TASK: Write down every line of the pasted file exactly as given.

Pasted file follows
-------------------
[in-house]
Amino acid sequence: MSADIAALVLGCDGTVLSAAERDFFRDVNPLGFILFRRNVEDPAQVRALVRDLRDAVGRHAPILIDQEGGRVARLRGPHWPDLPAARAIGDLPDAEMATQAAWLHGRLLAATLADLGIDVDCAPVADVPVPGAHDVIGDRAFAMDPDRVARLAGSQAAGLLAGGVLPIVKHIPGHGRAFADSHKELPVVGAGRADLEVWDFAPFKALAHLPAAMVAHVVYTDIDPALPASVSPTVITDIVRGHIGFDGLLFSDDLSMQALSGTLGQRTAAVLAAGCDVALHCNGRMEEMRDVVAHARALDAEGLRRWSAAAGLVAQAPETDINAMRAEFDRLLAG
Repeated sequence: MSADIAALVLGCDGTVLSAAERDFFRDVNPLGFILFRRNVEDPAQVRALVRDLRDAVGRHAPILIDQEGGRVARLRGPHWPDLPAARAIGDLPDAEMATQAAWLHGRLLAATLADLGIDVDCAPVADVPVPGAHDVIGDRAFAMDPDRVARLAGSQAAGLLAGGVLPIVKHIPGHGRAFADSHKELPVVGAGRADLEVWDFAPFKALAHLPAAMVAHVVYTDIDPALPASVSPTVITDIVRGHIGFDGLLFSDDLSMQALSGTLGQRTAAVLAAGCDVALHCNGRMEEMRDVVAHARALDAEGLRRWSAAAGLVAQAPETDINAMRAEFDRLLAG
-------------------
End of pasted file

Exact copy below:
[in-house]
Amino acid sequence: MSADIAALVLGCDGTVLSAAERDFFRDVNPLGFILFRRNVEDPAQVRALVRDLRDAVGRHAPILIDQEGGRVARLRGPHWPDLPAARAIGDLPDAEMATQAAWLHGRLLAATLADLGIDVDCAPVADVPVPGAHDVIGDRAFAMDPDRVARLAGSQAAGLLAGGVLPIVKHIPGHGRAFADSHKELPVVGAGRADLEVWDFAPFKALAHLPAAMVAHVVYTDIDPALPASVSPTVITDIVRGHIGFDGLLFSDDLSMQALSGTLGQRTAAVLAAGCDVALHCNGRMEEMRDVVAHARALDAEGLRRWSAAAGLVAQAPETDINAMRAEFDRLLAG
Repeated sequence: MSADIAALVLGCDGTVLSAAERDFFRDVNPLGFILFRRNVEDPAQVRALVRDLRDAVGRHAPILIDQEGGRVARLRGPHWPDLPAARAIGDLPDAEMATQAAWLHGRLLAATLADLGIDVDCAPVADVPVPGAHDVIGDRAFAMDPDRVARLAGSQAAGLLAGGVLPIVKHIPGHGRAFADSHKELPVVGAGRADLEVWDFAPFKALAHLPAAMVAHVVYTDIDPALPASVSPTVITDIVRGHIGFDGLLFSDDLSMQALSGTLGQRTAAVLAAGCDVALHCNGRMEEMRDVVAHARALDAEGLRRWSAAAGLVAQAPETDINAMRAEFDRLLAG